What this sage did not tell us is how to propel our reluctant legs into that first step.
I remember standing in the Resource Center (our fancy term for the library) in high school. I was sitting on the sofa I’d sat on a million times during several years’ worth of Student Council meetings and research paper consultations with my teachers.
I looked down on the computer terminals (and yes, back then they were terminals) where I had struggled to learn basic programming to create a game I knew no one would ever play.
I saw the rows of books I had dug through to write pages on Ibsen, Shakespeare, Beowulf.
I smelled the familiar smell of grape gum and dusty pages.
I drank it all in and, after many years of wishing I could break out of the four walls surrounding me, I did not want to go.
It was one of the last days of my senior year. I was heading to a state college I didn’t want to attend, but one my parents could afford. I was leaving behind a boyfriend, who was headed off to his own college, and friends who were scattering from the East Coast to southern Ohio.
I had been a big fish in a small pond. My peers knew I was smart. That I had a penchant for being funny on stage. That Spanish came easily to me. That my locker had been disorganized since freshman year and four years had not exacted much change on its condition. I knew where they liked to ski. Whose brother was the hottest ticket to prom. That Molly may have had the foulest mouth but Debbie could beat any of us in a burping contest (an unfortunate consequence of all-female schools). That Diane was grounded from here until eternity because of the party she’d had when her parents were out of town months ago. And that if my parents found out I’d been at that party, I’d be grounded from here to eternity also. Thank goodness Diane was no snitch.
I knew that we’d never be caught misbehaving when Sister Donna left the room because her massive thighs rubbed together when she walked, warning the entire classroom of her return at least a good 100 feet out. That Sr. Cheryl could be tough but if I burst into tears during homeroom when the PA announcer asked for prayers for my hospitalized father, she could be counted on to take me somewhere private, give me the pep talk and let me pull myself together. And pray. Oh yes, the Sisters of the Humility of Mary could always be counted on to pray—whether a family member was ill or they were sure the demerit you’d just gotten was a sign your soul was in eternal danger of going astray.
I remember walking my scuffed penny loafers down those Resource Center steps, taking one last whiff of that grape-gum-scented air, giving the empty room a bit of a wave. I opened the door. And hesitated. Go ahead. Move that foot over the threshold, I told myself. And it took all my willpower to do it. After that first step, however, I just kept walking. By the main office, past the senior courtyard and the cafeteria, and out the door. I believe my friend Annie was waiting for me outside in her little red convertible Volkswagen bug. At least I was not yet saying goodbye to her and the good times we had tooling around in that car. We had a round of graduation parties and a summer full of fun before we went our separate ways.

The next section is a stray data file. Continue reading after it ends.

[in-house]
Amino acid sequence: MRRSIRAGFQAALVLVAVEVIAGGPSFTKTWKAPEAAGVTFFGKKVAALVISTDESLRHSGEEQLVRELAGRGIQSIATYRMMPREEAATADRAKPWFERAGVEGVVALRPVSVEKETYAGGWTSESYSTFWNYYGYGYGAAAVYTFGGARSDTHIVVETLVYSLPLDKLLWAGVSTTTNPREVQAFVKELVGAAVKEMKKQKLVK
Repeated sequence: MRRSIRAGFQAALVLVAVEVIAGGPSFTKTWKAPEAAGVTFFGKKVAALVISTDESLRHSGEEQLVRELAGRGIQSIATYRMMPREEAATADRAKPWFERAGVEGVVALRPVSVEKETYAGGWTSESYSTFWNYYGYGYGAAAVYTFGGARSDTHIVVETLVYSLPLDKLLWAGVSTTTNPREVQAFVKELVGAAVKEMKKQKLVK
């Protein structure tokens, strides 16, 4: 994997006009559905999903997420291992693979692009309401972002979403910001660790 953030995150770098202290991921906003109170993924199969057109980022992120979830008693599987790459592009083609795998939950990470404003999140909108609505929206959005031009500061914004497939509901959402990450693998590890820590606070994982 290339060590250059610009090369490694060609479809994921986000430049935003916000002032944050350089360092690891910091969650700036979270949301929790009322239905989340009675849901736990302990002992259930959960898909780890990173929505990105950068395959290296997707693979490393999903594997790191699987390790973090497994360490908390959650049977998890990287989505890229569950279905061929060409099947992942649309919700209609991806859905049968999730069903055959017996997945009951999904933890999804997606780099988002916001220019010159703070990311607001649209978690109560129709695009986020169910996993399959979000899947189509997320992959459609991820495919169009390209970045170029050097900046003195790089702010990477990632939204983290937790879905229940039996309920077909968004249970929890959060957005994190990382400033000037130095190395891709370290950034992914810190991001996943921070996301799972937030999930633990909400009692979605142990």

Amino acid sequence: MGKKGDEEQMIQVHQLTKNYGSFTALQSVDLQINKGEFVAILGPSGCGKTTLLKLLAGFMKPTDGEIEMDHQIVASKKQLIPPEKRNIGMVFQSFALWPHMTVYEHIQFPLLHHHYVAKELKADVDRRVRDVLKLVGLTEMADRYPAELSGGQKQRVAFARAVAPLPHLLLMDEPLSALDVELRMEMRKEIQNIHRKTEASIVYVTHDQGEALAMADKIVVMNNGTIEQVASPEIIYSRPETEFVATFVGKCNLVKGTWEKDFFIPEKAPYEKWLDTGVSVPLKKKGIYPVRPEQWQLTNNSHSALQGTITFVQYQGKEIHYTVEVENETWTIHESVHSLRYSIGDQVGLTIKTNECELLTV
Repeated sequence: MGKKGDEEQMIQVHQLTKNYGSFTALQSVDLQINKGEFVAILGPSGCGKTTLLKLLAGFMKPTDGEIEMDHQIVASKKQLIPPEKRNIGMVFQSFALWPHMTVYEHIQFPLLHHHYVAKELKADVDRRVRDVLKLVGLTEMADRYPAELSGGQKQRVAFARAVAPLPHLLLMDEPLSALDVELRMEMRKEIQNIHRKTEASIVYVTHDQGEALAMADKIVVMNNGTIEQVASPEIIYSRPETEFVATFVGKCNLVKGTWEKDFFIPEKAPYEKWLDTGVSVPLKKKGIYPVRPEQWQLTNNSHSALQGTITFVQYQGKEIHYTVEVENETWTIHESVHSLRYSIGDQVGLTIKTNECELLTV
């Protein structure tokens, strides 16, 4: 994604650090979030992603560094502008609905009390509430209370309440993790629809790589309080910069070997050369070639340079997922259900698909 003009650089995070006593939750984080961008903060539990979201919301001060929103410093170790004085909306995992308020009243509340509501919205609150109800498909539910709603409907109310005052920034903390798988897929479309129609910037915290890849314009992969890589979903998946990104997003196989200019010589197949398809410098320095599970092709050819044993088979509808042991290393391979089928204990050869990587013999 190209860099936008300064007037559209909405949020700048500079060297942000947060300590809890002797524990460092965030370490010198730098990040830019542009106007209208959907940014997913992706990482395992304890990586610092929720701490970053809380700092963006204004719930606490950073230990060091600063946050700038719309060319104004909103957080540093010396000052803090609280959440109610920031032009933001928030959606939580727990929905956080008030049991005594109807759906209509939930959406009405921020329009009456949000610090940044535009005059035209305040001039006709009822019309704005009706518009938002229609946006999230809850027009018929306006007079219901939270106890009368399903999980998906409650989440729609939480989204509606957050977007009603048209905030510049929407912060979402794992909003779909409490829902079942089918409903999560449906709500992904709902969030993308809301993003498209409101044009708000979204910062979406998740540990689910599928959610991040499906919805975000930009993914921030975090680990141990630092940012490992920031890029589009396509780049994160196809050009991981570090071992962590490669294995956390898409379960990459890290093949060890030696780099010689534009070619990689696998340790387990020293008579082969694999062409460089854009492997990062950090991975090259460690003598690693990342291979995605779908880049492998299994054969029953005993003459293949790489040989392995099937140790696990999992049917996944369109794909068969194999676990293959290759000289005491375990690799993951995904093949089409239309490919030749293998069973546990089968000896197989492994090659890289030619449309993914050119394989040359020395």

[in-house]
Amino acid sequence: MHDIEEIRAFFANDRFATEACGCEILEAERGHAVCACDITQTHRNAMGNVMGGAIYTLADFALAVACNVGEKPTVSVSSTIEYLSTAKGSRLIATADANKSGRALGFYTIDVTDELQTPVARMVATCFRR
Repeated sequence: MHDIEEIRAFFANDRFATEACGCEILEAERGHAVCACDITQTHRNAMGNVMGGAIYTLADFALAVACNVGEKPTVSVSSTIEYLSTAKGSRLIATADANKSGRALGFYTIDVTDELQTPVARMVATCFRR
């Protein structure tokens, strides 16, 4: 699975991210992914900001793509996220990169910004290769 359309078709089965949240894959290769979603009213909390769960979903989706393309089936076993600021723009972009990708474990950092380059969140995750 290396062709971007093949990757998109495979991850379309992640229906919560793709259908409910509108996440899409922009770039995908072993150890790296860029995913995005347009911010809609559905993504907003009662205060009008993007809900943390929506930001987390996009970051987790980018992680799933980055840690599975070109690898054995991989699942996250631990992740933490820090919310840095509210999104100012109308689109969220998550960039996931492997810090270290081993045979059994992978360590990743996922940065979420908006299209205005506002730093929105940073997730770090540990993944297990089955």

What you don’t realize at 18 is that there will be many first steps. And they don’t necessarily get easier with age. Leaving the rundown house you’ve lived in for your last year of college—and the people in it, who’ve been like family to you for four years. Leaving your first job, your phenom fellow editors and a boss who’s mentored you in a way you don’t yet realize is rare. Leaving your parents’ home after 23 years to move to a bigger city, a new job and adventures you haven’t even dreamed up yet.
Leaving the hospital with your newborn son, wondering how you won’t break him because he’s all of six pounds, six ounces. Leaving the hospice room where your mother will die to return home and take care of your young children. Leaving your father’s hospital room just to take your son down the hall to play chess. And minutes later, taking the first step back into that room after a full-throttle run down the hall because your father passed the moment you crossed the threshold.
Leaving a courtroom after ending the marriage you swore was forever, knowing you entered as a married woman and leave as a divorced one.
Those single steps add up to more than the rest of any thousand-mile journey. They take a courage and stamina we summon up from reserves we didn’t know we had. They lead us into, hopefully, a future that requires growth through painful farewells.
Without the leaving of the safety of our bubbles, we do not discover what we’re truly made of. That the world is a wondrous, but sometimes cruel, place and that we must love it nonetheless—because the other options, fear and loathing, turn people into sad versions of their best selves.
If you are taking a first step today, even contemplating one, I salute you. We’re fellow travelers, you and I.
A lesser known but equally apt quote from Lao Tzu: “When I let go of what I am, I become what I might be.”
There’s a first step in there somewhere.